For the first time, scientists have performed an iconic physics experiment with a positron - the antimatter counterpart of an electron, one of the fundamental particles.
Not only did they get some truly interesting results, but this achievement could become the first step towards potentially revolutionary discoveries.
The experiment - an antimatter version of the famous double-slit setup - was carried out by researchers from Switzerland and Italy in order to lay the groundwork for a novel line of super-sensitive experiments that might help solve a mystery concerning the Universe's two domains of matter.
Our day-to-day lives are dominated by one form, which we simply call matter. But each member of the grand library of fundamental particles has an antimatter twin that shares most of its characteristics, apart from a reversed charge and a few other quantum flips.
Bring the two types of matter together and they vanish in a puff of energy, which raises some interesting questions. If we're surrounded by one kind of matter, does that mean more of it exists than antimatter? And if so, what makes each so special?
So far, our best attempts to find answers have failed to throw up even the smallest clue. The two domains of matter are still, for all meaningful purposes, identical.
According to the Standard Model of particle physics, antimatter should also obey the laws of gravity in exactly the same way as normal matter. A handful of experimental attempts to compare the two types of matter back up the theory.
That doesn't stop physicists from finding new ways to look for loopholes and caveats. Not when the existence of the Universe is at stake! Even a subtle difference in how gravity affects antimatter could be the big break we need. But gravity is an incredibly weak force to investigate.
Which brings us to one of the most classic experiments in all of physics, the one physicists have now achieved with an antimatter particle. It involves two slits, one particle, and a whole world of mental pain.
We've been testing how light shines through thin windows cut into screens for centuries. Two hundred years ago, a physicist named Thomas Young added a second window parallel to the first and demonstrated that the wavy pattern the light cast on wall behind the slits was a sign that light was made up of waves that interfered with one another.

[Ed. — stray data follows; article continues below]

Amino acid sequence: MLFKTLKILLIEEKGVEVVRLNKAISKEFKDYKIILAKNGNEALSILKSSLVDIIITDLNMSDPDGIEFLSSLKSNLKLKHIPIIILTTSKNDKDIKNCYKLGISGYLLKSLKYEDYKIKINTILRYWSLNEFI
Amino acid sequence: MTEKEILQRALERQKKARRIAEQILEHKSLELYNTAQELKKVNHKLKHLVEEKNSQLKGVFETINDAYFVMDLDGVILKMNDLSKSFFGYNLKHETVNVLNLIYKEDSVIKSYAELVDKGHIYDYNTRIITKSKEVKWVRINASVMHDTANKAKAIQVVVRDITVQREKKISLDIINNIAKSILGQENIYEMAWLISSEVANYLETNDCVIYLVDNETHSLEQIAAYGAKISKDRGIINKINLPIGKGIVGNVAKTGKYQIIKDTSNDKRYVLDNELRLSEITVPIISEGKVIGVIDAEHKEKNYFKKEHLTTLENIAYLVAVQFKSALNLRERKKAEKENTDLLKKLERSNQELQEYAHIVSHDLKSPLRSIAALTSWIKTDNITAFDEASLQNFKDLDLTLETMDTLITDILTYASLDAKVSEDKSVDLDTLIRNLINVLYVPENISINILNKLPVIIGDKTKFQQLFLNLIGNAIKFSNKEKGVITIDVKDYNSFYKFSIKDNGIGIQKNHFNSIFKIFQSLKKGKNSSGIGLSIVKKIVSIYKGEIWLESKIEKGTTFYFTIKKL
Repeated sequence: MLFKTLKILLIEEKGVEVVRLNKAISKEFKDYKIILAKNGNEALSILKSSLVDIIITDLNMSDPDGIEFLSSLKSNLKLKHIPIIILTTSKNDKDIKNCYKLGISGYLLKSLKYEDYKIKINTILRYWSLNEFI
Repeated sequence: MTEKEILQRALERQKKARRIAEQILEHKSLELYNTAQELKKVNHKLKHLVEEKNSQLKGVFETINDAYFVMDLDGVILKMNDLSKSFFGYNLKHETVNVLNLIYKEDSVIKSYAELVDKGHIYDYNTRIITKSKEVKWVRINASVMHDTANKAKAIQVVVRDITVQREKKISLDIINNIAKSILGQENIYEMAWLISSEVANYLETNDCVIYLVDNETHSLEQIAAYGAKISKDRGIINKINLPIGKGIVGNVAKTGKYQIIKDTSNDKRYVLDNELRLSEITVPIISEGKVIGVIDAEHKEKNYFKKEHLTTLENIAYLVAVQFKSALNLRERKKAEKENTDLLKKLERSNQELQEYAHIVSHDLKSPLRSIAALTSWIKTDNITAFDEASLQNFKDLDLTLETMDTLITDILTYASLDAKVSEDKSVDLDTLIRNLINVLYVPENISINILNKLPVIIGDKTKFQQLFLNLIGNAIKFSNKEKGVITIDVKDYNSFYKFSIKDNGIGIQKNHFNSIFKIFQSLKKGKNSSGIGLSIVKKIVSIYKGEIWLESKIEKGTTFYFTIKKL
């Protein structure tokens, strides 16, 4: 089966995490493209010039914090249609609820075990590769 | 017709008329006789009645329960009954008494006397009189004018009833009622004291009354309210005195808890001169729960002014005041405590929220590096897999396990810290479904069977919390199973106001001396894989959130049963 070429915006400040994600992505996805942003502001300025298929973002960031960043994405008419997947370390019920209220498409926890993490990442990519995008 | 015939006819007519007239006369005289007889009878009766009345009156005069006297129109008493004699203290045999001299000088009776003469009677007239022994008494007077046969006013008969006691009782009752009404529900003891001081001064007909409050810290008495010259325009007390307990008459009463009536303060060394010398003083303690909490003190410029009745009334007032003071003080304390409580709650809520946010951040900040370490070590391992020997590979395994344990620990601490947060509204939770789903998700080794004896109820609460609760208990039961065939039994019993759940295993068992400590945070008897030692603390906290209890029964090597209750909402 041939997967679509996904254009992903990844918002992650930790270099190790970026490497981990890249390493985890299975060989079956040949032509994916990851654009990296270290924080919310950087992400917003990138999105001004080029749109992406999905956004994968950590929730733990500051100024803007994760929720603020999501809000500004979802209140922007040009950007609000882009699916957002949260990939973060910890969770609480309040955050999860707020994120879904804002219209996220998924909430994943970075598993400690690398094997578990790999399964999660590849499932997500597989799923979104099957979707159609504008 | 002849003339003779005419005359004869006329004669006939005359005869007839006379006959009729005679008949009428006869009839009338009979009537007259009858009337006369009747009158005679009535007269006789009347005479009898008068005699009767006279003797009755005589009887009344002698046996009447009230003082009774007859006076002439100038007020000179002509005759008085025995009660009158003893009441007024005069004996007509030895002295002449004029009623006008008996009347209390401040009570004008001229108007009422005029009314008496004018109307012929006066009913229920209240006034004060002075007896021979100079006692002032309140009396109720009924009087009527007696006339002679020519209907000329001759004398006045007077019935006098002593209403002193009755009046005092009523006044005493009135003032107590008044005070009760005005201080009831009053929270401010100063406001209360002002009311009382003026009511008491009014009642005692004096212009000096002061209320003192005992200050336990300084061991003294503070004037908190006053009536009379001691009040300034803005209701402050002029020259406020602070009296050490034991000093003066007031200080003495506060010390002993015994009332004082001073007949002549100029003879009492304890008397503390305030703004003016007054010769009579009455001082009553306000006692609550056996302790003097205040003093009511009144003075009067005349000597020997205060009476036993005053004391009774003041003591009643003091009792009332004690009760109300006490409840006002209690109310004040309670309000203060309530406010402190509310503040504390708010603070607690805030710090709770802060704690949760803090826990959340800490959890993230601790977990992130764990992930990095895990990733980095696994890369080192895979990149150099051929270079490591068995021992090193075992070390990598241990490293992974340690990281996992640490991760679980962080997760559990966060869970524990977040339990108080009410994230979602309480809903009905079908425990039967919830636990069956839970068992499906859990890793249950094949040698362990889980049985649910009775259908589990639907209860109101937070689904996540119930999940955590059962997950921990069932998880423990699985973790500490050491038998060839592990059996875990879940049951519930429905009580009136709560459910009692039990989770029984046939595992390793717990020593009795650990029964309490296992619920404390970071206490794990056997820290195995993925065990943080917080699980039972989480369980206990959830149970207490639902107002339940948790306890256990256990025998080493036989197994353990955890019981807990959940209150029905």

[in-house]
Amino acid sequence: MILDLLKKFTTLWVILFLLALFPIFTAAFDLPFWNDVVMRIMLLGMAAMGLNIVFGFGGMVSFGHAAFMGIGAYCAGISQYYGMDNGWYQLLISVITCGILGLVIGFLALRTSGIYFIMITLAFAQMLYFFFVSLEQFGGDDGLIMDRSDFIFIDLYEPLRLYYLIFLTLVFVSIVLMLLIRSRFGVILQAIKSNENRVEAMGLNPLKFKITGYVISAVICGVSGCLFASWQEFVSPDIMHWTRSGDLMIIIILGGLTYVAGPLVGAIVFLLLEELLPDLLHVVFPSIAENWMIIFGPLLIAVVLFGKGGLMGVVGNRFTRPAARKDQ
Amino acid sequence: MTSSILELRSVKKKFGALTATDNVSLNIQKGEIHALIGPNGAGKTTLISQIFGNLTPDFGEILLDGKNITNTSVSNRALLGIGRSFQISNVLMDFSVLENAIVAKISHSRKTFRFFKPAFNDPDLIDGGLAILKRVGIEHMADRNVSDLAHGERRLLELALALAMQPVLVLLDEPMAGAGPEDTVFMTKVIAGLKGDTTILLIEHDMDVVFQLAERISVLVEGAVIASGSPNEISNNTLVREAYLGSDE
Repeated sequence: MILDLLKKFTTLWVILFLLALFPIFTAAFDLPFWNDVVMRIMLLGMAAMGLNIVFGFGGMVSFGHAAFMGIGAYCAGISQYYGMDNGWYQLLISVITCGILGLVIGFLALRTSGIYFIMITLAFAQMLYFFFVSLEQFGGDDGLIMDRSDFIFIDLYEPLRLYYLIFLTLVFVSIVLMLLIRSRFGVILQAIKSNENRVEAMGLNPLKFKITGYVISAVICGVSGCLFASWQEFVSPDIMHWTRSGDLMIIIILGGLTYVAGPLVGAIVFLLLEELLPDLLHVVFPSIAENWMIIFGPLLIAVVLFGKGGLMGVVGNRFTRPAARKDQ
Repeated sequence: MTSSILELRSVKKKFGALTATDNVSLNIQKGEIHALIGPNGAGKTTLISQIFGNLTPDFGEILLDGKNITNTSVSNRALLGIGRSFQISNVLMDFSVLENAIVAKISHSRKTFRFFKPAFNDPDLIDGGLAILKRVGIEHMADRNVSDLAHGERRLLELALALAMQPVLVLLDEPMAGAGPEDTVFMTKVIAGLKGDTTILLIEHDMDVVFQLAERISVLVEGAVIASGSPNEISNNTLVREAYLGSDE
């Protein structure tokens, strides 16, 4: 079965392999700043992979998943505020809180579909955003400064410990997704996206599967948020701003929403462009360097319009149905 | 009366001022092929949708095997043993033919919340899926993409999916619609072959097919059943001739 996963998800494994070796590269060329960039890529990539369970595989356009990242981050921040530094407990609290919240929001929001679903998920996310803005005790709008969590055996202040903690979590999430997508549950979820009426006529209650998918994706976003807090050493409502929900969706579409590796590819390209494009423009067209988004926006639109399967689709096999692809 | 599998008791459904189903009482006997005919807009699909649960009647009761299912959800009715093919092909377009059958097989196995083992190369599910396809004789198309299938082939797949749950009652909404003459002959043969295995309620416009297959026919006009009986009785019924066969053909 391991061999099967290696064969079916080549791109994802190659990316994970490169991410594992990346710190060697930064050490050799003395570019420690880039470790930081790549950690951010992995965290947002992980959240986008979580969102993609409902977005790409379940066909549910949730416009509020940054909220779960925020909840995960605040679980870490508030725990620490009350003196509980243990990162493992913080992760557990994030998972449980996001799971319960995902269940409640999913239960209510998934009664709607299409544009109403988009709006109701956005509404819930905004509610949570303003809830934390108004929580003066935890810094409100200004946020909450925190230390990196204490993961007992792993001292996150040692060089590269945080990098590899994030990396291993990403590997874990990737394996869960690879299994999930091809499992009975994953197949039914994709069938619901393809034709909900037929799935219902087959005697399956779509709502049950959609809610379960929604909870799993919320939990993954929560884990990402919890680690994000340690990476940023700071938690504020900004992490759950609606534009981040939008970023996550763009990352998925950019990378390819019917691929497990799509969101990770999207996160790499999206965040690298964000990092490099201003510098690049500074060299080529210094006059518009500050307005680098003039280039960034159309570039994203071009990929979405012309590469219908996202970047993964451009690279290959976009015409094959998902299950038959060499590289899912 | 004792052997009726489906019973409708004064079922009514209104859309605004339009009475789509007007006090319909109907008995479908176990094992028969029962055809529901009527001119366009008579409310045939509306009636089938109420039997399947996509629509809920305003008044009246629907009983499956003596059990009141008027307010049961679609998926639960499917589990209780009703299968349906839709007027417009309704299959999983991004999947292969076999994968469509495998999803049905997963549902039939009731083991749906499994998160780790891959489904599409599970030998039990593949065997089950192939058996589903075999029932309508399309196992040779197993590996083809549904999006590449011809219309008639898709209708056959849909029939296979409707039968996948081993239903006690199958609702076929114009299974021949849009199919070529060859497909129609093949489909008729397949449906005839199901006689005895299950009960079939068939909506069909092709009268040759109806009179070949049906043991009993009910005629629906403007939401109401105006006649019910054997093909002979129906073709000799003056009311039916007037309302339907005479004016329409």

Fast-forward a century and a half, when another big name in physics, Richard Feynman, considered Young's double-slit experiment in light of what had since been discovered about matter.
Particles like electrons exist as waves of possibility until they are measured and bestowed with properties, including an exact position. So if nobody measures an electron, could it wash through both slots like a wave, split apart, and reform to interfere with itself, just like light?
As absurd as it sounds, this is exactly what happens.
While various experiments using streams of electrons were carried out in the decades following Feynman's thought experiment, it wasn't until 1989 that Japanese researchers at Hitachi managed to fire lonely electrons at a screen one by one.
Since then, the same quantum weirdness has been shown for all kinds of chunky particles, including whole molecules. They all show that discrete bits of matter, no matter how big, have wave-like behaviours.
Antimatter is a whole other story. It's not the easiest material in the Universe to get on tap, so while in theory it should also act like a wave, it's never been observed to do this.
To conduct the experiment, the researchers used a facility in Italy called the Laboratory for Nanostructure Epitaxy and Spintronics on Silicon, or L-NESS.
Positrons – electrons with a positive charge instead of a negative one – were filtered out from a decaying radioactive material and streamed through a two-step set-up called a Talbot-Lau interferometer.
This is a slightly more complex form of a double-slit grating plus screen, but amounts to the same thing in the end.
After 200 hours' worth of positron-shine, the physicists analysed the wavy pattern to show individual positrons act as waves when nobody is looking, just like normal matter.
Right now it's a proof of concept rather than definitive evidence that can be used to compare matter and antimatter. But it's an exciting step towards a new chapter in antimatter research. If positrons experience even the tiniest difference in gravity's gentle pull, we're going to need some pretty sensitive tools to find it.
A test like this won't be guaranteed to spot such anomalies, but it could lead to the kinds of ultra-sensitive experiments that we need to crack this hard nut. Interference patterns are what we use to detect the tiniest wobble caused by gravitational waves, for example.
The next step is to collect more data that just might help explain why there is something instead of nothing. Hopefully that's not too far away - we're dying to find out why we're here.
The study has been published in Science.
A version of this article describing this research ahead of peer review was first published in September 2018.